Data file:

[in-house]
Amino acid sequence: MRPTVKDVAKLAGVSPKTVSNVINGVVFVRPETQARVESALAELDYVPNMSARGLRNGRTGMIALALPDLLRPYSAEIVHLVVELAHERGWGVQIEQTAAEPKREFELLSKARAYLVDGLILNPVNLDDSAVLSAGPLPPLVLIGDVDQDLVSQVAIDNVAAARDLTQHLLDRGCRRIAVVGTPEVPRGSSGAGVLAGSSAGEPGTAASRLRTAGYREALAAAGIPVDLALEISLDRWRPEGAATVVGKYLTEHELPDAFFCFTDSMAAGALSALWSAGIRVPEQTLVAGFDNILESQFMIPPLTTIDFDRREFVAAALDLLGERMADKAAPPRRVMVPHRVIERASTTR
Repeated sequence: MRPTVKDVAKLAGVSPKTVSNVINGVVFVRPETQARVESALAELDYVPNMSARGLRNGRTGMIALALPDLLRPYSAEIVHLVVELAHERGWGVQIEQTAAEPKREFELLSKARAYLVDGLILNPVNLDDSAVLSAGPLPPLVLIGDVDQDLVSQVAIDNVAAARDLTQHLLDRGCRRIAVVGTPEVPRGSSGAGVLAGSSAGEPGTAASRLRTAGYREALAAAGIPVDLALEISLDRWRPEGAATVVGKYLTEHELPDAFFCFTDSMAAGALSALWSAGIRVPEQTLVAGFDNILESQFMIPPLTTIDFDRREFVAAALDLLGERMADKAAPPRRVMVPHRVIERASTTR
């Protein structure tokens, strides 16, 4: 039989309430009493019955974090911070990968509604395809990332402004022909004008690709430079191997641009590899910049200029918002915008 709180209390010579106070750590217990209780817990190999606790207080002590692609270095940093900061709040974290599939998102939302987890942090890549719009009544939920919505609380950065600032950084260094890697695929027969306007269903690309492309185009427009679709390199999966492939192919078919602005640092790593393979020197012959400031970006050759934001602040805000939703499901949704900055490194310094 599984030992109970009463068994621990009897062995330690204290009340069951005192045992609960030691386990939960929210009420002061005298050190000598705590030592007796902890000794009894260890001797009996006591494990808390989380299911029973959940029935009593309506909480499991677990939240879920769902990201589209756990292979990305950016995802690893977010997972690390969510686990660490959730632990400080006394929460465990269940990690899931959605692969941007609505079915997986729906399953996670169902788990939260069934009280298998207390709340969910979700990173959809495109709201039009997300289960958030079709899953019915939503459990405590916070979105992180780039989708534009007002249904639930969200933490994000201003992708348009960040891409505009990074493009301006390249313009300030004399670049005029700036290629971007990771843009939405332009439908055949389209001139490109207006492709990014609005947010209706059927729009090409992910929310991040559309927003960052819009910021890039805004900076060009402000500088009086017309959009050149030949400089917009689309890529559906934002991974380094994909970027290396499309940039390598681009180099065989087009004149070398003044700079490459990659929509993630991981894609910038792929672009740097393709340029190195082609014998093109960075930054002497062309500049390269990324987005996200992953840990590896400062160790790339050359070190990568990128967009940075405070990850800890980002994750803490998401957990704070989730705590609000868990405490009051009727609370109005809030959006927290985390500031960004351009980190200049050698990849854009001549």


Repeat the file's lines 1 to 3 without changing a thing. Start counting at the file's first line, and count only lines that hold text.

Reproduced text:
[in-house]
Amino acid sequence: MRPTVKDVAKLAGVSPKTVSNVINGVVFVRPETQARVESALAELDYVPNMSARGLRNGRTGMIALALPDLLRPYSAEIVHLVVELAHERGWGVQIEQTAAEPKREFELLSKARAYLVDGLILNPVNLDDSAVLSAGPLPPLVLIGDVDQDLVSQVAIDNVAAARDLTQHLLDRGCRRIAVVGTPEVPRGSSGAGVLAGSSAGEPGTAASRLRTAGYREALAAAGIPVDLALEISLDRWRPEGAATVVGKYLTEHELPDAFFCFTDSMAAGALSALWSAGIRVPEQTLVAGFDNILESQFMIPPLTTIDFDRREFVAAALDLLGERMADKAAPPRRVMVPHRVIERASTTR
Repeated sequence: MRPTVKDVAKLAGVSPKTVSNVINGVVFVRPETQARVESALAELDYVPNMSARGLRNGRTGMIALALPDLLRPYSAEIVHLVVELAHERGWGVQIEQTAAEPKREFELLSKARAYLVDGLILNPVNLDDSAVLSAGPLPPLVLIGDVDQDLVSQVAIDNVAAARDLTQHLLDRGCRRIAVVGTPEVPRGSSGAGVLAGSSAGEPGTAASRLRTAGYREALAAAGIPVDLALEISLDRWRPEGAATVVGKYLTEHELPDAFFCFTDSMAAGALSALWSAGIRVPEQTLVAGFDNILESQFMIPPLTTIDFDRREFVAAALDLLGERMADKAAPPRRVMVPHRVIERASTTR